Making up for a light week last week, a heavier one this time around.
Wuhan Bat Soup Death Plague
- Marine Corps marksmanship test to get harder – Appropriately, in the parlance of competitive shooters, they’re moving to Trooper Class.
- Raytheon gets the nod for a 360-degree radar for Patriot batteries – It uses three AESAs, one main array in the direction of greatest interest and two small ones facing off-line.
- Video of a South Korean exercise – Whatever Korean for ‘hooah’ is, it makes me want to say that.
- Raytheon’s advertising video of Griffin missile testing looks like it was ripped off a VHS from 1986
- Amazon’s lawyers interrupt Microsoft’s JEDI celebration – A judge halted further work until a court can shake out whether the contract was correctly awarded.
- What’s an expeditionary force? – Spoiler: the current official definition (“Expeditionary Force: An Armed Force organized to achieve a specific objective in a foreign country”) is over-broad to the point of uselessness.
- How can small units prepare for large conflicts? – The short version is, do what they always do but more so.
- On the GAU-5/A – Which, if you recall, is the Air Force’s new M4-like survival carbine. It fits under an ejection seat.
- In the mid-2020s, the Royal Navy will be smaller than the French Navy and the Italian Navy – Not combined, smaller than each one individually. The heroes of the past roll over in their graves.
- QC problems plague the M109A7, the AMPV – Deep cuts in the 2021 budget will hopefully give them time to get back on track.
- What do US military missiles and bombs cost? – Thanks to this helpful article from The War Zone, you too can play budgeteer!
- Ever wanted posters on how to maintain a T-62 or BTR-60? – Now you too can buy them! They’re even originals.
- Want to help save an F-117 from the scrap heap? – The Air, Land, and Space Museum in Vegas has a line on one. Shipping and restoration is a $45,000 task, though. Share it around.
- AirCorps Aviation, producer of warbird parts and restorer of warbirds, has acquired thousands of original North American Aviation manufacturing drawings – Thanks to one engineer who said, “Maybe we shouldn’t just shred all of these?” in the 1980s, when short-sighted managers were in a tidying mood. Some of them duplicate the microfilm versions already available, but with dramatically higher quality.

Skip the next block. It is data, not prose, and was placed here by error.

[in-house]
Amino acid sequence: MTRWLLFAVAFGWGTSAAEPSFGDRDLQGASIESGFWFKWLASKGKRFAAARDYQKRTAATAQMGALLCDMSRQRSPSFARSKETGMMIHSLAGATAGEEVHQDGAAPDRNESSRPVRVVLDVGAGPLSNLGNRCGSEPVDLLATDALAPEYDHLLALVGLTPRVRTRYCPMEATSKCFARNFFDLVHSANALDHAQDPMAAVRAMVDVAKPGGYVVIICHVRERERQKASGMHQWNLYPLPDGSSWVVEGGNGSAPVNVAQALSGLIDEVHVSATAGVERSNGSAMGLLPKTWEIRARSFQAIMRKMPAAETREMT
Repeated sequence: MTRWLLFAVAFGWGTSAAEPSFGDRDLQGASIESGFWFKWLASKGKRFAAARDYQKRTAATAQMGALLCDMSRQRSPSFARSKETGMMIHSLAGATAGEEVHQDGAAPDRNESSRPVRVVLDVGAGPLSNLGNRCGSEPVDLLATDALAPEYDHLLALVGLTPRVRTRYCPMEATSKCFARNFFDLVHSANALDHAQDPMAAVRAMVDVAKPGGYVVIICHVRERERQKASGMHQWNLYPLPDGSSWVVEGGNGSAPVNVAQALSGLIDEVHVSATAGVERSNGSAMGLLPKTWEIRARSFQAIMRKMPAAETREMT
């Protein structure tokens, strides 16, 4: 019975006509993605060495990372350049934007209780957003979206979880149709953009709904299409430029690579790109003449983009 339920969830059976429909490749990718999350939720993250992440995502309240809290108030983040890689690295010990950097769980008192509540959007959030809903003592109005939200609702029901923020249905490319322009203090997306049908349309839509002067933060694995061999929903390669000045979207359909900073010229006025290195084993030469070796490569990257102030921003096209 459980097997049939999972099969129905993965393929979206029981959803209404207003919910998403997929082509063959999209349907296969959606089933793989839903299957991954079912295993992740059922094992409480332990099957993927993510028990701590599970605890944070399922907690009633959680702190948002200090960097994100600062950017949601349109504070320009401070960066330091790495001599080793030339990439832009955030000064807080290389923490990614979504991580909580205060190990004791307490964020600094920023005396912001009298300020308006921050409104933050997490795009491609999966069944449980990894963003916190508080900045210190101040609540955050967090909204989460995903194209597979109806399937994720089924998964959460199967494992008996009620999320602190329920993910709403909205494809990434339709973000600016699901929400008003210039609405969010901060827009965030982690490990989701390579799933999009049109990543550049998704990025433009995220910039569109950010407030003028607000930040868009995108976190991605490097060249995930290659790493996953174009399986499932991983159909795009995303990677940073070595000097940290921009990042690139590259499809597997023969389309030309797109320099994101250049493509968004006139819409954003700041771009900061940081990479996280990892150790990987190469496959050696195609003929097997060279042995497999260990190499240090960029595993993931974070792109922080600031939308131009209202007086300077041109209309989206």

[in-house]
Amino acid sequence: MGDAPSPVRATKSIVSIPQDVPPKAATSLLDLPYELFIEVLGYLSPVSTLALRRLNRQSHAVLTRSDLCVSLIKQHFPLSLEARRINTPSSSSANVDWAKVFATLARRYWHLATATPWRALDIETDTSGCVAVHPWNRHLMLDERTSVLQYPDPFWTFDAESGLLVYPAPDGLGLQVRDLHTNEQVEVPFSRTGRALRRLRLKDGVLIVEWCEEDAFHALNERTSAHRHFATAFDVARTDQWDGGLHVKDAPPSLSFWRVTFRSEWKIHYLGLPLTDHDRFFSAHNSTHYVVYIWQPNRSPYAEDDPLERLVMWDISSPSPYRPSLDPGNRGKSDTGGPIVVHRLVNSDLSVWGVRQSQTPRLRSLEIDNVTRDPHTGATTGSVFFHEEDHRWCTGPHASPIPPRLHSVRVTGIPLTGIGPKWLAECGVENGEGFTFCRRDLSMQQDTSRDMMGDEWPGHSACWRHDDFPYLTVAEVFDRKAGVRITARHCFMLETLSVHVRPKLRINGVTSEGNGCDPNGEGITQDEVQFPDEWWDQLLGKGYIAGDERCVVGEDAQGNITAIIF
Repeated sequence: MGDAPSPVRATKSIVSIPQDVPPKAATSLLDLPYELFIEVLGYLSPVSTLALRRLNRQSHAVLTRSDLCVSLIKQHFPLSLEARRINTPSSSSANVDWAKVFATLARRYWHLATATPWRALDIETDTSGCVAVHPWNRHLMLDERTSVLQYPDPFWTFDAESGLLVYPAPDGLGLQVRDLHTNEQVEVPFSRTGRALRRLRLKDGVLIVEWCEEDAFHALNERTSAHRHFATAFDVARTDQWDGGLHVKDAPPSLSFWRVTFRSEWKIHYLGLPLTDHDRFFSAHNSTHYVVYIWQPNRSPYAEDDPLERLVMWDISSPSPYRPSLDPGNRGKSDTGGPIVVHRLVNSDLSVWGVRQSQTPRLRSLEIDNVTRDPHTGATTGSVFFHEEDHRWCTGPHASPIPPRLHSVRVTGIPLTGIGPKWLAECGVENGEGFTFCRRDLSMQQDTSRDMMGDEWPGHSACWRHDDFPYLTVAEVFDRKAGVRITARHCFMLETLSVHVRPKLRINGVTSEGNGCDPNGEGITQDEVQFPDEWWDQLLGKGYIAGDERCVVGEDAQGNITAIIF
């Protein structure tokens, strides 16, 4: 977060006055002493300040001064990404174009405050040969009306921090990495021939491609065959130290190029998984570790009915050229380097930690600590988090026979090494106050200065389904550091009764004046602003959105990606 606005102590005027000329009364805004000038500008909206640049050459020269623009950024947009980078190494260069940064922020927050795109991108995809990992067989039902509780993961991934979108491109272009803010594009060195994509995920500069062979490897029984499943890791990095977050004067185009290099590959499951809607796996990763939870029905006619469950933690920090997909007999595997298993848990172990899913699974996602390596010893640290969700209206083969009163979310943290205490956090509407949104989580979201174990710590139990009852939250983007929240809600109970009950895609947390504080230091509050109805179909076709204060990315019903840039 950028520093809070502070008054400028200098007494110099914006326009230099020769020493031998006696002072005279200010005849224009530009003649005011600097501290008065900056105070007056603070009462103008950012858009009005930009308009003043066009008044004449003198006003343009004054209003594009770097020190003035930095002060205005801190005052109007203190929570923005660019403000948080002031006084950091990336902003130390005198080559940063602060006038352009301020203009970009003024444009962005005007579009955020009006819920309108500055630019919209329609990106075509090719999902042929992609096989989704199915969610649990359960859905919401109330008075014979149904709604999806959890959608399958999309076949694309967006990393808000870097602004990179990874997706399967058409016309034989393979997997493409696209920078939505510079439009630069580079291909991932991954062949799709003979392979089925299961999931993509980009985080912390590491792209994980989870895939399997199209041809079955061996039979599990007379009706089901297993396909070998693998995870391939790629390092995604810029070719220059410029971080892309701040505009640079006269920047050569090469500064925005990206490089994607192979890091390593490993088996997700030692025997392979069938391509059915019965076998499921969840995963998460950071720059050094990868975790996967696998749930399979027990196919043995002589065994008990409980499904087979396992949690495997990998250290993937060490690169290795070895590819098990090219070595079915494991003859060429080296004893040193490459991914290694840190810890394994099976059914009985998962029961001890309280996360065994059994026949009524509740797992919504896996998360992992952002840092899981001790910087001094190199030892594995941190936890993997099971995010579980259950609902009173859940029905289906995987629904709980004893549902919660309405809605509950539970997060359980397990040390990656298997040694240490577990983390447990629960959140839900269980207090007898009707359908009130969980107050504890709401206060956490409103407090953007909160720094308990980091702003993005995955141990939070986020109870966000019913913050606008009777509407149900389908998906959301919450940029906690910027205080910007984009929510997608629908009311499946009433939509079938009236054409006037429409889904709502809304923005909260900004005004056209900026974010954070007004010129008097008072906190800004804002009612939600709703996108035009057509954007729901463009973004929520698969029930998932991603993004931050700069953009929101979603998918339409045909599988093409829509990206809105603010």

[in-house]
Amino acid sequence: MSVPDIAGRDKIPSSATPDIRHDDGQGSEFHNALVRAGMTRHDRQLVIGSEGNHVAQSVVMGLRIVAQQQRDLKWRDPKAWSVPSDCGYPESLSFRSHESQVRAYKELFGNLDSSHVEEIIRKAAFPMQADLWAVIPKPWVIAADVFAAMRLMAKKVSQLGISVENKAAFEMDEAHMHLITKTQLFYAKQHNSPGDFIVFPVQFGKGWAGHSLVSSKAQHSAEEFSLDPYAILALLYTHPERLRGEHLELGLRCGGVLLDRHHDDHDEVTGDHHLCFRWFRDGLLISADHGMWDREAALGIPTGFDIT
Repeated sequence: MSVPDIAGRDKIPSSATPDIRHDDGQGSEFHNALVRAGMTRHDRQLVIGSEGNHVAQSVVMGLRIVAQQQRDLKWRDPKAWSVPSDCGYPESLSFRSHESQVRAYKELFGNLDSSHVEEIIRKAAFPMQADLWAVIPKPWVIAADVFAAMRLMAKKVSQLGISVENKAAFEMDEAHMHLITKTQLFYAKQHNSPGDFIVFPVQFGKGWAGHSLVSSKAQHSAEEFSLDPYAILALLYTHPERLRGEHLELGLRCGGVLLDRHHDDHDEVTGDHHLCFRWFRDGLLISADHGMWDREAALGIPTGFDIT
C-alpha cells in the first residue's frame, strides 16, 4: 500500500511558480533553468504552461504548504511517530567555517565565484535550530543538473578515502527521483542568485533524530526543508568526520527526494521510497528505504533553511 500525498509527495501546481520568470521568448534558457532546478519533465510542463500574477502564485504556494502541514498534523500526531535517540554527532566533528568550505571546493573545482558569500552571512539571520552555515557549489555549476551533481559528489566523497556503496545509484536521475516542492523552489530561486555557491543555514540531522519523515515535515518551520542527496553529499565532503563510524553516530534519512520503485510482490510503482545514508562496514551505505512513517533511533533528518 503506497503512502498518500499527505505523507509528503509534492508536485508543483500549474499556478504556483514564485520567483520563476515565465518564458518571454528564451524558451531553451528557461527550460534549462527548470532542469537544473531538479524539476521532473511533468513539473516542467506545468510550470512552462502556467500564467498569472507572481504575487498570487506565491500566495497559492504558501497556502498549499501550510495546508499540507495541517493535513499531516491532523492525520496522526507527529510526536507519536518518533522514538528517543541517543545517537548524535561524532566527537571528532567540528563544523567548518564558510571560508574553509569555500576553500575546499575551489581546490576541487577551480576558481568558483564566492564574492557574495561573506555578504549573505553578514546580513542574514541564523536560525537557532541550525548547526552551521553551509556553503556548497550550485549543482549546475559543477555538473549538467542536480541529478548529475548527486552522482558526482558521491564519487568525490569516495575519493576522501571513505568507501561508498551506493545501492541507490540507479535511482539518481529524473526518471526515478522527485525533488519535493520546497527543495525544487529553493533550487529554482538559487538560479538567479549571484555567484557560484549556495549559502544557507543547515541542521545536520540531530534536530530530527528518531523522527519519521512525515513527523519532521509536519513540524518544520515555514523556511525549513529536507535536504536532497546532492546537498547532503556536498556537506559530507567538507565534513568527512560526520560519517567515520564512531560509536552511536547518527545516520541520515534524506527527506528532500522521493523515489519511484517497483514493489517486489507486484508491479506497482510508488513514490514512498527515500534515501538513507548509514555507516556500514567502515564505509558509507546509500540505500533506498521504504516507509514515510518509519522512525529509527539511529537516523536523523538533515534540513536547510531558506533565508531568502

Science and Technology
- App-based car rentals don’t work if you take them off-grid – You’d think they would have thought of that, but nobody in Silicon Valley making hardware is big on making hardware that sees much testing outside of Silicon Valley, so I can’t say I’m surprised, strictly.
- Will Boeing make a full recovery after the MAX crashes? – This opinion writer thinks the answer is yes.
- The UAE gets the Arab world’s first nuclear power plant
- Scientific American with a long, detailed, and helpful summary of the ongoing Hubble Constant cosmological crisis – News to me: there’s now a third method of measuring that number which provides a third, non-overlapping answer to the question. (Or, perhaps, an answer which overlaps with the other two, based on a response paper, but the two classic methods still don’t agree.)
- Every NFL team’s record against winning opponents – That is, opponents who finished .500 and up.
- And against losing opponents – Your hometown Steelers sitting pretty in the #2 spot in the link above, and a few further down the list here.
- Who wants to play for the Cincinnati Bengals? – Not top prospect Joe Burrows, that’s for sure.
- Intranecine wrangling between Democratic presidential candidates ongoing – There’s something about watching a train wreck in slow motion…
- Buy-the-White-House Bloomberg pays influencers to post 2020 campaign memes – Of course, I very much doubt he’s the only one.
- The complete list of everything banned by Mayor Mike
- Getty Images represents that people can’t use public domain photos without paying Getty – Photographer responds with a billion-dollar lawsuit.
- Counterfeit products: scourge of Amazon customers everywhere – There are some things I’m happy to buy online, but safety-critical items are not among them.
- 56% of the world’s companies founded more than 200 years ago are located in Japan – There’s a story about a construction company which went bankrupt in 2006, bringing an end to 14 centuries of continuous operation.